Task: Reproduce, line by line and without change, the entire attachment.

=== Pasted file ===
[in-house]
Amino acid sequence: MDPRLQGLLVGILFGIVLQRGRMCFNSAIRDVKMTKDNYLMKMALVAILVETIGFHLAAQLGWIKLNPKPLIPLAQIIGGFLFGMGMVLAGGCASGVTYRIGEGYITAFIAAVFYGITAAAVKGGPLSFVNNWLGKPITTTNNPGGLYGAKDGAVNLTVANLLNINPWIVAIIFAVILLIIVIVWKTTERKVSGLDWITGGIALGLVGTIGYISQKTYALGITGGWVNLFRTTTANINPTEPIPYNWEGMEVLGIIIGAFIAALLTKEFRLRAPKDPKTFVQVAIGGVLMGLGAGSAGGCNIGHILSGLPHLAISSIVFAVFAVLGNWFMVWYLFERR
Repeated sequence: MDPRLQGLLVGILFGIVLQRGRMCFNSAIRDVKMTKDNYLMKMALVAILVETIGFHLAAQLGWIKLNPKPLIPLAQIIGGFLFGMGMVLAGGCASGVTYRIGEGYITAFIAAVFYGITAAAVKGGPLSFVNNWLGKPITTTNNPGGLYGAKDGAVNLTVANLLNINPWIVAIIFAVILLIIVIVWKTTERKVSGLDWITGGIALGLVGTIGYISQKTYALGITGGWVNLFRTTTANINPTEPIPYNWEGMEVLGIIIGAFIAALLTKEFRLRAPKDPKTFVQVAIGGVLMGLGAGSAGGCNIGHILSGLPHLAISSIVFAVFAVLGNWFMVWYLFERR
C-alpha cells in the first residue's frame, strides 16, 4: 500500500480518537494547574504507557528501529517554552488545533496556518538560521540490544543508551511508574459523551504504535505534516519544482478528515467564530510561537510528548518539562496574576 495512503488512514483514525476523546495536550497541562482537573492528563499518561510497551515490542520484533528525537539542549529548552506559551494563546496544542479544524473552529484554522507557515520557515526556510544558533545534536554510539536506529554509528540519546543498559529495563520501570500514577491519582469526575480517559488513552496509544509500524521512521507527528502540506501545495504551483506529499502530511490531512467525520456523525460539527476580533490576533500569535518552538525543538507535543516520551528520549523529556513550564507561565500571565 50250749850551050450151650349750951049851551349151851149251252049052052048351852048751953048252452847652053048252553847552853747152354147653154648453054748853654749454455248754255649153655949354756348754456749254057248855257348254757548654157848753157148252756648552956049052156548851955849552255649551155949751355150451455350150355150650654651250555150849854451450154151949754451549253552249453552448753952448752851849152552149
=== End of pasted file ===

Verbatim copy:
[in-house]
Amino acid sequence: MDPRLQGLLVGILFGIVLQRGRMCFNSAIRDVKMTKDNYLMKMALVAILVETIGFHLAAQLGWIKLNPKPLIPLAQIIGGFLFGMGMVLAGGCASGVTYRIGEGYITAFIAAVFYGITAAAVKGGPLSFVNNWLGKPITTTNNPGGLYGAKDGAVNLTVANLLNINPWIVAIIFAVILLIIVIVWKTTERKVSGLDWITGGIALGLVGTIGYISQKTYALGITGGWVNLFRTTTANINPTEPIPYNWEGMEVLGIIIGAFIAALLTKEFRLRAPKDPKTFVQVAIGGVLMGLGAGSAGGCNIGHILSGLPHLAISSIVFAVFAVLGNWFMVWYLFERR
Repeated sequence: MDPRLQGLLVGILFGIVLQRGRMCFNSAIRDVKMTKDNYLMKMALVAILVETIGFHLAAQLGWIKLNPKPLIPLAQIIGGFLFGMGMVLAGGCASGVTYRIGEGYITAFIAAVFYGITAAAVKGGPLSFVNNWLGKPITTTNNPGGLYGAKDGAVNLTVANLLNINPWIVAIIFAVILLIIVIVWKTTERKVSGLDWITGGIALGLVGTIGYISQKTYALGITGGWVNLFRTTTANINPTEPIPYNWEGMEVLGIIIGAFIAALLTKEFRLRAPKDPKTFVQVAIGGVLMGLGAGSAGGCNIGHILSGLPHLAISSIVFAVFAVLGNWFMVWYLFERR
C-alpha cells in the first residue's frame, strides 16, 4: 500500500480518537494547574504507557528501529517554552488545533496556518538560521540490544543508551511508574459523551504504535505534516519544482478528515467564530510561537510528548518539562496574576 495512503488512514483514525476523546495536550497541562482537573492528563499518561510497551515490542520484533528525537539542549529548552506559551494563546496544542479544524473552529484554522507557515520557515526556510544558533545534536554510539536506529554509528540519546543498559529495563520501570500514577491519582469526575480517559488513552496509544509500524521512521507527528502540506501545495504551483506529499502530511490531512467525520456523525460539527476580533490576533500569535518552538525543538507535543516520551528520549523529556513550564507561565500571565 50250749850551050450151650349750951049851551349151851149251252049052052048351852048751953048252452847652053048252553847552853747152354147653154648453054748853654749454455248754255649153655949354756348754456749254057248855257348254757548654157848753157148252756648552956049052156548851955849552255649551155949751355150451455350150355150650654651250555150849854451450154151949754451549253552249453552448753952448752851849152552149